Congratulations on your new family member! Kittens make a great addition to your household, but they can also be a lot of work. Training a kitten can be a daunting process, but we’ve taken a look at all the latest information out there and amassed it here to help you on your way.
What Should I Expect When I First Bring My Kitten Home?
Every kitten is unique, but it’s good to have a starting point for what behavior to expect. When you first bring them home, they might be cautious or frightened of the new environment. If this is the case for you then give them some space to explore their new environment. They may hide under furniture for a while or explore room to room, often keeping close to the walls and sniffing at corners.
This is perfectly natural as they get adjusted to their new home. However, if you feel that your kitten is showing signs of being more scared than you feel is normal, you can also keep them in a small, separate room for their first day in your home. This way they can get used to you and the smells of the house without being exposed to such a large space. A small bathroom, laundry room, or office space could serve this purpose.
Cats of all ages respond very well to positive reinforcement. Consider stocking up on healthy treats to positively reward your new kitten when they do something good. They’ll quickly learn the difference between your happy voice and your angry voice, so be sure to give them lots of praise.
Spraying with a water bottle is a common scolding method, but cats can sometimes associate this negative experience with you instead of their own behavior. Using a stern “no” will suffice to let your cat know that they’re doing something bad.
Using Their New Litter Box
Litter box training can be very simple and quick for a new kitten. In fact, mother cats will train their kittens to use the litter box if they’ve been raised by her for long enough. However, if your new kitten doesn’t already have this skill, training is easy and comes natural to them.
Wait until you have fed them, then simply pick them up and place them in the box. You can encourage your kitten to understand the litter box by taking them gently by the paw and digging the sand with it, and before you know it, they’ll be using their box like a pro.
Scratching the Carpets and Furniture
One of the biggest worries new cat owners seem to have is that their pet will damage their home but having a new kitten doesn’t have to mean the end of your new couch. Scratching is natural for a cat and necessary for their nail health, so it’s important that you provide your kitten with a safe place to scratch. A good scratching post is the most readily available solution.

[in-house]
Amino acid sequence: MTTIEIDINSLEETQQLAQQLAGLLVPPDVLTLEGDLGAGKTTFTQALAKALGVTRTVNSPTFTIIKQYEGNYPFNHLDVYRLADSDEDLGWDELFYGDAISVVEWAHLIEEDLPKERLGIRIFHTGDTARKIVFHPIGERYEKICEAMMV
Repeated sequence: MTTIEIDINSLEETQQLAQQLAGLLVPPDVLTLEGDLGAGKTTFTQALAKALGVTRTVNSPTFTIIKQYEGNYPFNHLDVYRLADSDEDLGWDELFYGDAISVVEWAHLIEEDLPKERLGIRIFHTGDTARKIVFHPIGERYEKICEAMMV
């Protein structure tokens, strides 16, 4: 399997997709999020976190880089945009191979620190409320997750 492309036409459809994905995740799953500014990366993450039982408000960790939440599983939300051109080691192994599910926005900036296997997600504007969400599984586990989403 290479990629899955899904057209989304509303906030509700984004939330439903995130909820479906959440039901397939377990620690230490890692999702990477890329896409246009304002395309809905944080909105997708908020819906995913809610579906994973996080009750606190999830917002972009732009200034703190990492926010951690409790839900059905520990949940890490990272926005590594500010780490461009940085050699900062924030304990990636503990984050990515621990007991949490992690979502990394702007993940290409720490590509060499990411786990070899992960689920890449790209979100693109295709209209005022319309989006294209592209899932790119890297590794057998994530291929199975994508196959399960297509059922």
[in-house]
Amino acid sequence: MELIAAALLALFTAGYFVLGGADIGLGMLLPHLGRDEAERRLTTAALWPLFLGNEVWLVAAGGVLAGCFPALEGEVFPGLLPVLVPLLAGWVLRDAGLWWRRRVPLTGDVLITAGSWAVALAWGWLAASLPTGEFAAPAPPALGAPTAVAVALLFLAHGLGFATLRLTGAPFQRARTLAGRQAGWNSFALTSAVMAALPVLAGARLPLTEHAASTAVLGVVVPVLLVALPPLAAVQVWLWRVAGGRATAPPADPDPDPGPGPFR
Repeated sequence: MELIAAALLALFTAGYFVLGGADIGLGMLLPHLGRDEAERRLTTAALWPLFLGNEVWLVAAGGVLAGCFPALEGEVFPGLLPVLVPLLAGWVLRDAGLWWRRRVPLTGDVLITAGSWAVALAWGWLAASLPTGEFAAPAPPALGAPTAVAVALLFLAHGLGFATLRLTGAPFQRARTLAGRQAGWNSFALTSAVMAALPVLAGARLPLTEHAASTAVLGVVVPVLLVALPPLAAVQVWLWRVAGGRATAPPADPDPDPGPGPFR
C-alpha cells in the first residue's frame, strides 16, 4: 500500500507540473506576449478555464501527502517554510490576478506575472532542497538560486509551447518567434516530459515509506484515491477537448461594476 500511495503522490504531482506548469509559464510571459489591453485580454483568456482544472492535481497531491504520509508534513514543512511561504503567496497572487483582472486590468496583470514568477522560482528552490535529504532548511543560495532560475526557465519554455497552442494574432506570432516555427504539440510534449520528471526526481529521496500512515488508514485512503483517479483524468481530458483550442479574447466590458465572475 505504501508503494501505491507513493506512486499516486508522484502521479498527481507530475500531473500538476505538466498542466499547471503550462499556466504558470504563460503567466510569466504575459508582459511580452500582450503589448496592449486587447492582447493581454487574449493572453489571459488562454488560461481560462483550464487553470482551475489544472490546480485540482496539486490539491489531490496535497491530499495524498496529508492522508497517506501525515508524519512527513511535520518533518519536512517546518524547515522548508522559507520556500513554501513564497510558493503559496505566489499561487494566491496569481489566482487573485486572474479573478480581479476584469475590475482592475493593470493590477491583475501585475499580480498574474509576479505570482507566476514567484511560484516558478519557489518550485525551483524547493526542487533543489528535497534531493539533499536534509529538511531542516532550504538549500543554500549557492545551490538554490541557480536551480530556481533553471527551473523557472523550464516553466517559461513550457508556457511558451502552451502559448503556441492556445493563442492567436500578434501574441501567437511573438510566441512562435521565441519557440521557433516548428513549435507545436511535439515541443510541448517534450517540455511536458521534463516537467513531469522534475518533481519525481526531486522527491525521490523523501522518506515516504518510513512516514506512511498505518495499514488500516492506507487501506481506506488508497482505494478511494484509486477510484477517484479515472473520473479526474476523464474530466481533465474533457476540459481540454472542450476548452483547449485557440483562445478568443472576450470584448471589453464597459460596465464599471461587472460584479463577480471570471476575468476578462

Once again, some gentle guidance can help. Try taking your kitten by the paw and gently mimicking the motion of scratching the post. You can also encourage your pet by scratching the post yourself. This is a fun and effective way to show your kitten where to safely scratch. If you see your new kitten using the scratching post, maybe consider rewarding them with healthy treats!
Curbing Those Biting Habits
Kitten teeth are very small but make no mistake, they’re sharp! If your kitten is a biter, there are ways to help stop the habit while still giving them the comfort and play they crave. Picking out toys for your kitten to chew on is fun for you and gives them an appropriate outlet for their biting habits.
Training a kitten to wrestle with larger toys instead of playing directly with your hands eases them away from using their pointy nails and teeth on you.
Keeping Off the Counters
Cats are prolific climbers, but there are various reasons you might not want them up on certain furniture. We’ve found the best way to keep your cat off one piece of furniture is to give them an alternative that they are allowed to be on. When choosing a scratching post, consider one that is large enough for your cat to climb up.
Some people choose to put empty shelving up on the walls that their cat is allowed to navigate. If giving your cat alternate routes still isn’t enough to keep them off the tables and counters, you can further discourage them by temporarily attaching some crinkled aluminum foil or sticky tape along the counter. Cats don’t like the experience of jumping up on these and will soon learn they’re better off avoiding it.
Running Around at Night
We all value a good night’s sleep, but a new kitten can be a bit disruptive to the household. Cats are nocturnal, meaning they are most active during the night. Combine that with the high energy of a kitten and you’ve got yourself a recipe for disrupted sleep. But have no fear! While high nighttime energy is very natural for a cat, there are a number of things you can do to reduce these behaviors.
A full stomach encourages your cat to nap, so consider shifting feeding times to right before bed. Playing with your cat and keeping them active through the day will help shift their natural habits to better match yours. If these aren’t enough, consider keeping your bedroom door shut while you sleep so your kitten doesn’t come in and wake you.
Socializing Your Kitten
Many cats are cautious of strangers or are overly particular about how you handle them. Socializing them early on is the best way to make sure your kitten is comfortable with you and the many people in your life.
Spend lots of time playing with your kitten, introduce them to others, and pick them up and handle them in various ways and they can get used to just about anything. This will also make future vet checkups easier, as your cat is comfortable with new people and new experiences.
Training a kitten can seem like a lot of work at first, but once you get the hang of it they’re very cooperative and super fun. Just be patient, consistent, and provide for your kitten’s needs and you’ll have a fully trained cat in no time. Above all else, don’t forget to give them lots of love!